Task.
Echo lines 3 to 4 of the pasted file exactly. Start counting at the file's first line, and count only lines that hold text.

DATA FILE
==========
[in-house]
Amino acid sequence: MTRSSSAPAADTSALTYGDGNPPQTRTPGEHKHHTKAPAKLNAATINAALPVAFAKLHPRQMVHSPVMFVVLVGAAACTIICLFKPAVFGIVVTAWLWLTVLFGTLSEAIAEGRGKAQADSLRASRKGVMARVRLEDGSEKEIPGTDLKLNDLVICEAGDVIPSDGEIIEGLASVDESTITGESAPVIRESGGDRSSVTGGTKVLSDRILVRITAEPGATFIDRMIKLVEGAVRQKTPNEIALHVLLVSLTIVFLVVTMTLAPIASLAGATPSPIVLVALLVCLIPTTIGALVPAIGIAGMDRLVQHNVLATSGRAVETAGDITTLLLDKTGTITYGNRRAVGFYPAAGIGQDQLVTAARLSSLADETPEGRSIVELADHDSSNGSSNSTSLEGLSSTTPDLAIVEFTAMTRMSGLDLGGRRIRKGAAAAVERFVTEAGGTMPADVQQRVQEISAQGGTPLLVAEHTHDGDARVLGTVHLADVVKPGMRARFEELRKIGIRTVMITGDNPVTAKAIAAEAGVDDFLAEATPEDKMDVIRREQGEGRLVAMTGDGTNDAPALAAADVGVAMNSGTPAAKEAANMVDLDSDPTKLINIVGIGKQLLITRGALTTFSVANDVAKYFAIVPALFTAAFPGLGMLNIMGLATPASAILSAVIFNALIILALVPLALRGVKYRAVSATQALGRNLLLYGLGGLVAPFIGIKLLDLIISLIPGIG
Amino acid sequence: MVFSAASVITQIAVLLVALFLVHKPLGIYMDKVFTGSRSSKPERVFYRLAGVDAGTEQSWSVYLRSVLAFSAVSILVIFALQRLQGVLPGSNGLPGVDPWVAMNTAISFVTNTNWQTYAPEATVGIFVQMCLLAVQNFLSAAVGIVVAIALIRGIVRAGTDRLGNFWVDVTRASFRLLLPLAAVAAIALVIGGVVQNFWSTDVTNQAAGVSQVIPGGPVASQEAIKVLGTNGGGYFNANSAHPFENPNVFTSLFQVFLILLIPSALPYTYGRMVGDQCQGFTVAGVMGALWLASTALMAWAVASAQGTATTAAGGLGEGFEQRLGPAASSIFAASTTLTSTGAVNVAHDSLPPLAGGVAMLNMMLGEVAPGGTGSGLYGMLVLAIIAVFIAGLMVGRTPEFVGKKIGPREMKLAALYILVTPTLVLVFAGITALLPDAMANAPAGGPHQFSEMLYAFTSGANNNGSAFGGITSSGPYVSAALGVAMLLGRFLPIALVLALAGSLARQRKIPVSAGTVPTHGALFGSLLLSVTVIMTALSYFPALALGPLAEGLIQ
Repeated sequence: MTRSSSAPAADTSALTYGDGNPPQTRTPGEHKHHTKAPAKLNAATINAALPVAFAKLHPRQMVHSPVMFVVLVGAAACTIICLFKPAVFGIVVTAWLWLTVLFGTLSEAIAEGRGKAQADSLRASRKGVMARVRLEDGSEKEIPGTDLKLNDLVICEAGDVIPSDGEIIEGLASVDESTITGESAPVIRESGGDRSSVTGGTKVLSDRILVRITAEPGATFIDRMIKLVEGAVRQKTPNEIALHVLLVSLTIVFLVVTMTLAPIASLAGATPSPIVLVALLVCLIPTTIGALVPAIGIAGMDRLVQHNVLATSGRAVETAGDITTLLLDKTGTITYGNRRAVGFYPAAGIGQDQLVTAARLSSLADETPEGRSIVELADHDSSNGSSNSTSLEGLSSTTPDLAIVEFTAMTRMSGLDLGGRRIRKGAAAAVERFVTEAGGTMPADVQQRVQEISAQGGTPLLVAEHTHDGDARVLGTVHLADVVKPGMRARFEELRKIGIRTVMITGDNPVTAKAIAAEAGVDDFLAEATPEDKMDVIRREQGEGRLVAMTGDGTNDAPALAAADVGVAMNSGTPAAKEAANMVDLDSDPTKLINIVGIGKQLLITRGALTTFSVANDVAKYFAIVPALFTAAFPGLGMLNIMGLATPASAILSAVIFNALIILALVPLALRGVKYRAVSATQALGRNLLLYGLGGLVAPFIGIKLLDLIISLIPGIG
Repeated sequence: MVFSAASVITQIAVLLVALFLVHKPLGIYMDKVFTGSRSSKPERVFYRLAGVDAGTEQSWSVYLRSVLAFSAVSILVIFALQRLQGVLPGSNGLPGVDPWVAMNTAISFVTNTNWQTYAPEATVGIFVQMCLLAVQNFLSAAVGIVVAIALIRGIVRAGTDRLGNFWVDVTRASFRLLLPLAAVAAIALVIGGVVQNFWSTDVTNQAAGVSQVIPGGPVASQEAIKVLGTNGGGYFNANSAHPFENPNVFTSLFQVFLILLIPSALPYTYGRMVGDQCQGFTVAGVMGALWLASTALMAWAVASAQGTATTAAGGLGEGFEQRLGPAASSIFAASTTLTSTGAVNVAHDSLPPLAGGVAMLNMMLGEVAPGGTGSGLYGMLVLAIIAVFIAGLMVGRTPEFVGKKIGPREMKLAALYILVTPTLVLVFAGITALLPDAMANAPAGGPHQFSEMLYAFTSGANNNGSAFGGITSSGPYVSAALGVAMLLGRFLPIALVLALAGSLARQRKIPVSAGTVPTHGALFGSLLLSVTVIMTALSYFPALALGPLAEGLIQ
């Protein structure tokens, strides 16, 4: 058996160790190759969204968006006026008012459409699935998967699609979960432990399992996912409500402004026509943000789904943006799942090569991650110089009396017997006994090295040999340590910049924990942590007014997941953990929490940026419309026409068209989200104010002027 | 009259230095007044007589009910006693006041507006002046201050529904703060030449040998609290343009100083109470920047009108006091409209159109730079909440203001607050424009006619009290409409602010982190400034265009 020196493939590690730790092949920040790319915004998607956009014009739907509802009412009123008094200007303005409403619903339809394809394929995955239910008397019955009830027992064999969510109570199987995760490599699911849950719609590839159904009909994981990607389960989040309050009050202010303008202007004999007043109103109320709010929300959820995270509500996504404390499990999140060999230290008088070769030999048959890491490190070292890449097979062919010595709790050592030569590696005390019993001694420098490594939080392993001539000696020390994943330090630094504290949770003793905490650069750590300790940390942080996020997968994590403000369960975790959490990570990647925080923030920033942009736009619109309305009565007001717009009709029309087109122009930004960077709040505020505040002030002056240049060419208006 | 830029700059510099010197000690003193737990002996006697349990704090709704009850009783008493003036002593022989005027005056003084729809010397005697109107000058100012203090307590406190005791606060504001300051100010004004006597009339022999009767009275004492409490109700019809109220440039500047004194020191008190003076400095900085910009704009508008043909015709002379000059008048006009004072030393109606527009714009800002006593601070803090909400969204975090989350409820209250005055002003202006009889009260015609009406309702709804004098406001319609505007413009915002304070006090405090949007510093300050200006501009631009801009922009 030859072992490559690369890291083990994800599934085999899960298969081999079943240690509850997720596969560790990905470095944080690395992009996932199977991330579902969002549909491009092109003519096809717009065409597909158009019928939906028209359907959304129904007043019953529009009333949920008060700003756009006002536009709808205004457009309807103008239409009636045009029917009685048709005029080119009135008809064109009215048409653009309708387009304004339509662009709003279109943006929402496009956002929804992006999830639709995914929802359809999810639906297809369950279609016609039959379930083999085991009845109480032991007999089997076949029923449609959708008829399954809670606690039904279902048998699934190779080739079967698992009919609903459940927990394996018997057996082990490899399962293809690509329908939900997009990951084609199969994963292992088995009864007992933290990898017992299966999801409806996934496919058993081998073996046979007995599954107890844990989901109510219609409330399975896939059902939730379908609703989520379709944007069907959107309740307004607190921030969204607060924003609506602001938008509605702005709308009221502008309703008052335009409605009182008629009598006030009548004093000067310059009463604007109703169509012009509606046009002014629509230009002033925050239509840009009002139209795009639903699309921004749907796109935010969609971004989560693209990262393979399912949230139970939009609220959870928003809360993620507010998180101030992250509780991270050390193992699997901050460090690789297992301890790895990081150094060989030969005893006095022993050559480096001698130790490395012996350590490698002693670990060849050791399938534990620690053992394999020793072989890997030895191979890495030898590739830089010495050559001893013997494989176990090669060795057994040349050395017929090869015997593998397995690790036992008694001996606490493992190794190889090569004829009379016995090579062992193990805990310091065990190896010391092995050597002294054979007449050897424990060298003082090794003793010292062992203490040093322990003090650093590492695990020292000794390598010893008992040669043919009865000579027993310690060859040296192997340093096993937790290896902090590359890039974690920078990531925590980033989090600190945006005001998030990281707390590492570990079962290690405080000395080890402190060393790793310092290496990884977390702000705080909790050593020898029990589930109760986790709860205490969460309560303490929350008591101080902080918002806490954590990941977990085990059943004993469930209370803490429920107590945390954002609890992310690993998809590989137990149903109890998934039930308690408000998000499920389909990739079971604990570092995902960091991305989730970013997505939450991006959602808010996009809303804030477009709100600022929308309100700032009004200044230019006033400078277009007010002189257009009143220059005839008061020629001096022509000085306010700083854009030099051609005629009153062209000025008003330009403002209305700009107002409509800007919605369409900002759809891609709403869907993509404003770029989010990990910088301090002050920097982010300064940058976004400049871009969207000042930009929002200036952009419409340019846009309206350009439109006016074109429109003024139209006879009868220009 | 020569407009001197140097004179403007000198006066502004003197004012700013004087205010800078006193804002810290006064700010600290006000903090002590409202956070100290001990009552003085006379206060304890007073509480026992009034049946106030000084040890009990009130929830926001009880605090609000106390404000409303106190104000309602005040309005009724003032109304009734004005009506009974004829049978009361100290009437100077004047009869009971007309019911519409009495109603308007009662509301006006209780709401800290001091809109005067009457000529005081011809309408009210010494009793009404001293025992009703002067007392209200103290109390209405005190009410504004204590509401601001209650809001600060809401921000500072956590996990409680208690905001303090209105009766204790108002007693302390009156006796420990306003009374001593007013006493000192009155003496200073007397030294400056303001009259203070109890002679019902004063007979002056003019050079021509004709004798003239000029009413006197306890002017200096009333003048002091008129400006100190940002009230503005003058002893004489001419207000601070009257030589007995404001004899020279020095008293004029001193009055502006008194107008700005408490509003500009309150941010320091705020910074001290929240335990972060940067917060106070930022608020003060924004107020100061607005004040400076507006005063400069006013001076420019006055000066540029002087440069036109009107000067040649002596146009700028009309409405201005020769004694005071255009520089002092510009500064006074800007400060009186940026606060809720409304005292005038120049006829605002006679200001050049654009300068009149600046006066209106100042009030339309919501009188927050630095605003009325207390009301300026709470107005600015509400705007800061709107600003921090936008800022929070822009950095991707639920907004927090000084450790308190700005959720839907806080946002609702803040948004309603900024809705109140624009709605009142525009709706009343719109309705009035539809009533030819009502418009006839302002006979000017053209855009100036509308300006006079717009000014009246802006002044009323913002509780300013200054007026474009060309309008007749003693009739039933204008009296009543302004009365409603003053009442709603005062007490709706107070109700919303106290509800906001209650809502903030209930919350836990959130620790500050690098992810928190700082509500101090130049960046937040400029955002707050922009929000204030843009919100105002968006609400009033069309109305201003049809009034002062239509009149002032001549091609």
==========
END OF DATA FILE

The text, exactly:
Amino acid sequence: MVFSAASVITQIAVLLVALFLVHKPLGIYMDKVFTGSRSSKPERVFYRLAGVDAGTEQSWSVYLRSVLAFSAVSILVIFALQRLQGVLPGSNGLPGVDPWVAMNTAISFVTNTNWQTYAPEATVGIFVQMCLLAVQNFLSAAVGIVVAIALIRGIVRAGTDRLGNFWVDVTRASFRLLLPLAAVAAIALVIGGVVQNFWSTDVTNQAAGVSQVIPGGPVASQEAIKVLGTNGGGYFNANSAHPFENPNVFTSLFQVFLILLIPSALPYTYGRMVGDQCQGFTVAGVMGALWLASTALMAWAVASAQGTATTAAGGLGEGFEQRLGPAASSIFAASTTLTSTGAVNVAHDSLPPLAGGVAMLNMMLGEVAPGGTGSGLYGMLVLAIIAVFIAGLMVGRTPEFVGKKIGPREMKLAALYILVTPTLVLVFAGITALLPDAMANAPAGGPHQFSEMLYAFTSGANNNGSAFGGITSSGPYVSAALGVAMLLGRFLPIALVLALAGSLARQRKIPVSAGTVPTHGALFGSLLLSVTVIMTALSYFPALALGPLAEGLIQ
Repeated sequence: MTRSSSAPAADTSALTYGDGNPPQTRTPGEHKHHTKAPAKLNAATINAALPVAFAKLHPRQMVHSPVMFVVLVGAAACTIICLFKPAVFGIVVTAWLWLTVLFGTLSEAIAEGRGKAQADSLRASRKGVMARVRLEDGSEKEIPGTDLKLNDLVICEAGDVIPSDGEIIEGLASVDESTITGESAPVIRESGGDRSSVTGGTKVLSDRILVRITAEPGATFIDRMIKLVEGAVRQKTPNEIALHVLLVSLTIVFLVVTMTLAPIASLAGATPSPIVLVALLVCLIPTTIGALVPAIGIAGMDRLVQHNVLATSGRAVETAGDITTLLLDKTGTITYGNRRAVGFYPAAGIGQDQLVTAARLSSLADETPEGRSIVELADHDSSNGSSNSTSLEGLSSTTPDLAIVEFTAMTRMSGLDLGGRRIRKGAAAAVERFVTEAGGTMPADVQQRVQEISAQGGTPLLVAEHTHDGDARVLGTVHLADVVKPGMRARFEELRKIGIRTVMITGDNPVTAKAIAAEAGVDDFLAEATPEDKMDVIRREQGEGRLVAMTGDGTNDAPALAAADVGVAMNSGTPAAKEAANMVDLDSDPTKLINIVGIGKQLLITRGALTTFSVANDVAKYFAIVPALFTAAFPGLGMLNIMGLATPASAILSAVIFNALIILALVPLALRGVKYRAVSATQALGRNLLLYGLGGLVAPFIGIKLLDLIISLIPGIG